Nintendo halts hardware and games sales in Brazil

Nintendo has halted sales of its hardware and games software in Brazil due to high taxes in the country.

Due to changes within the Brazilian economy, which have contributed to the higher import taxes and fees, Nintendo has made the decision to cease selling its consoles and games in Brazil.

The Wii U was launched in Brazil back in 2013. When it originally launched it was priced at R1,899 (Brazilian Real) or £467. When it was removed from Brazilian stores this week, it was priced at around the £460 mark.

“In response to ongoing developments in the Brazilian market, Nintendo of America Inc. today announced changes to the physical distribution of its products in that country,” came the official Nintendo statement. “Starting in January 2015, Gaming do Brasil, a wholly-owned subsidiary of Juegos de Video Latinoamérica, GmbH, will no longer distribute Nintendo products in Brazil. Gaming do Brasil has distributed Nintendo products in the country for the past four years.”

“Despite the changes in Brazil, Juegos de Video Latinoamérica will continue to be Nintendo’s distributor for Latin America and they remain committed to the brand and the region.”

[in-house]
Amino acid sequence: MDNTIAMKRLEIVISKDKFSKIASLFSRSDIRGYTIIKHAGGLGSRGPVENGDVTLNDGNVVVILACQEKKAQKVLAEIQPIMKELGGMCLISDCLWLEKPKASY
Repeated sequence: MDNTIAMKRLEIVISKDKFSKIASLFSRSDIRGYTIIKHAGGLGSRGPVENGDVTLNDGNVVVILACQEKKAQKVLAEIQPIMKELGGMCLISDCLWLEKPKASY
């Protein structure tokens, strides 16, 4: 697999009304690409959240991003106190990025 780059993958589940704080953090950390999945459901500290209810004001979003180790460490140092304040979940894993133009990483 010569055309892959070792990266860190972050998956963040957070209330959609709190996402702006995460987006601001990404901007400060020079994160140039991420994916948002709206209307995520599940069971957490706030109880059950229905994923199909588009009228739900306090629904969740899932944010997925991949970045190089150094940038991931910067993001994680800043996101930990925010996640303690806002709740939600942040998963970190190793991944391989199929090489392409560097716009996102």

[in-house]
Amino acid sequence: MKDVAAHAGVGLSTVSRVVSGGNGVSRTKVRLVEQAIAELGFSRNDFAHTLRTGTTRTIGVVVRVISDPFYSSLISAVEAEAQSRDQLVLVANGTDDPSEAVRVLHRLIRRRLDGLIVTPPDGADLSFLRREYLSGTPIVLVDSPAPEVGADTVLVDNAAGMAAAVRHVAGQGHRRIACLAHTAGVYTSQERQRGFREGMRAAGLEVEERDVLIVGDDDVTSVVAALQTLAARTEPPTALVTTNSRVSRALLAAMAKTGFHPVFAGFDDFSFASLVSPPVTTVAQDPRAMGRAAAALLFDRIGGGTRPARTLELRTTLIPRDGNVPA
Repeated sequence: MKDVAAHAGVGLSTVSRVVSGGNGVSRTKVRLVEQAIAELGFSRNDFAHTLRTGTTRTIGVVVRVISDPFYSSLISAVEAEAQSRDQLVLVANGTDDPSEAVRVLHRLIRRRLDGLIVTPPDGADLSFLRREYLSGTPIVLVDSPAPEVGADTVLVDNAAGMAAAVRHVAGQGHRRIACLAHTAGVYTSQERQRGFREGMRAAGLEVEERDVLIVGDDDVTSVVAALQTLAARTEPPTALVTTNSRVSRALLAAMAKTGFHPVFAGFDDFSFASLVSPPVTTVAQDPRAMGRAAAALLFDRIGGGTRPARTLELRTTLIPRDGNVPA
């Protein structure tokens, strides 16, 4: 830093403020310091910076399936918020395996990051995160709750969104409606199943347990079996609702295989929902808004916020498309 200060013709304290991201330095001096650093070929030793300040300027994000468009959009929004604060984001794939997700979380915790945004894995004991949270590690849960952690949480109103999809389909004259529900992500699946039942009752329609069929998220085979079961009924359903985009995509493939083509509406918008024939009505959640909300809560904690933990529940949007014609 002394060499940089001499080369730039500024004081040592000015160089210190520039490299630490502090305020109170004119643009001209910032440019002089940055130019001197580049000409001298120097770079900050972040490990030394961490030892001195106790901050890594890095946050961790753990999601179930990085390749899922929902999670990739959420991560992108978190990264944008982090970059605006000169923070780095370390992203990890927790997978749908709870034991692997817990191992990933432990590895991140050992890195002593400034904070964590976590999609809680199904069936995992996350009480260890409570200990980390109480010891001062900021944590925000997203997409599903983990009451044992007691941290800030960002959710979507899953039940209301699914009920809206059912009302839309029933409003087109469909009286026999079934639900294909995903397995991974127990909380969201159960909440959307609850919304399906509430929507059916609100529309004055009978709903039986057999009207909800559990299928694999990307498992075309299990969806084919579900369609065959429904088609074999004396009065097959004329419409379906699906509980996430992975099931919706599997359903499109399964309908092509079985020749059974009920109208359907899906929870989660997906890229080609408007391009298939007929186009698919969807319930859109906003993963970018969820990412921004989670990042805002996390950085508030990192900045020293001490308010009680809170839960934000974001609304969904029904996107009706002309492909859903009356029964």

Related: Best Wii U games 2015

Other reports are suggesting that prohibitive banking regulations in Brazil are making things much more complicated on the side of digital game sales on the Wii U and 3DS.

Games consoles are definitely luxury items in Brazil, as the PS4 is around R3,999 (£990) and the Xbox One a little cheaper at around £545.

In Brazil, taxes account for around two thirds of the cost of consoles.

“Brazil is an important market for Nintendo and home to many passionate fans, but unfortunately, challenges in the local business environment have made our current distribution model in the country unsustainable,” added Nintendo.

“These challenges include high import duties that apply to our sector and our decision not to have a local manufacturing operation. We will continue to monitor the evolution of the business environment and evaluate how best to serve our Brazilian fans in the future.”

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